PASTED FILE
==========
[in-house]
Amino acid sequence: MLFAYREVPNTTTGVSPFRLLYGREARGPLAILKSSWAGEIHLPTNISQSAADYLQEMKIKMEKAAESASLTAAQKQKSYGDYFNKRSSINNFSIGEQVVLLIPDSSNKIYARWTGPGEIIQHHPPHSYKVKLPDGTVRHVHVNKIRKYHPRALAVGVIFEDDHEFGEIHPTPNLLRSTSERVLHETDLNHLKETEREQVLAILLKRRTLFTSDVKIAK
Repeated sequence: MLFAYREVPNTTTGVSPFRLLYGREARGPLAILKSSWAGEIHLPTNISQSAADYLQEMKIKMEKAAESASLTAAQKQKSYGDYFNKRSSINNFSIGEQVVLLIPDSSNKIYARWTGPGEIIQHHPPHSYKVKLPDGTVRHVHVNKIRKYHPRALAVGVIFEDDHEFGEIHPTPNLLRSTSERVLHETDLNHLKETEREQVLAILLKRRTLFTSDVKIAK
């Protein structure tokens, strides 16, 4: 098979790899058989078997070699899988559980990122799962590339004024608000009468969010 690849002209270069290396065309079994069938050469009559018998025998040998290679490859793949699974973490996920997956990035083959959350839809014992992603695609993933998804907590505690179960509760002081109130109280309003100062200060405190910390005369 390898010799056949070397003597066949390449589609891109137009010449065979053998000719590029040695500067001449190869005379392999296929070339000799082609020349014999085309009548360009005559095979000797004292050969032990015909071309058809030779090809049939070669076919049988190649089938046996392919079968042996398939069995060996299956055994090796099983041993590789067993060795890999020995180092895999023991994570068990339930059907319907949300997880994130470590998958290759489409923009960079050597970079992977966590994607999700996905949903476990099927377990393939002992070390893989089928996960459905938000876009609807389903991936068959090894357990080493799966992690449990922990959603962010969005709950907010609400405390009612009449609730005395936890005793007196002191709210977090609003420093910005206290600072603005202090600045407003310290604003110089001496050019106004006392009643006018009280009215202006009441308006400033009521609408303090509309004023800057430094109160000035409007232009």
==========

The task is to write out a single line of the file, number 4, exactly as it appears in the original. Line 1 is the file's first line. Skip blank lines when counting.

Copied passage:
């Protein structure tokens, strides 16, 4: 098979790899058989078997070699899988559980990122799962590339004024608000009468969010 690849002209270069290396065309079994069938050469009559018998025998040998290679490859793949699974973490996920997956990035083959959350839809014992992603695609993933998804907590505690179960509760002081109130109280309003100062200060405190910390005369 390898010799056949070397003597066949390449589609891109137009010449065979053998000719590029040695500067001449190869005379392999296929070339000799082609020349014999085309009548360009005559095979000797004292050969032990015909071309058809030779090809049939070669076919049988190649089938046996392919079968042996398939069995060996299956055994090796099983041993590789067993060795890999020995180092895999023991994570068990339930059907319907949300997880994130470590998958290759489409923009960079050597970079992977966590994607999700996905949903476990099927377990393939002992070390893989089928996960459905938000876009609807389903991936068959090894357990080493799966992690449990922990959603962010969005709950907010609400405390009612009449609730005395936890005793007196002191709210977090609003420093910005206290600072603005202090600045407003310290604003110089001496050019106004006392009643006018009280009215202006009441308006400033009521609408303090509309004023800057430094109160000035409007232009």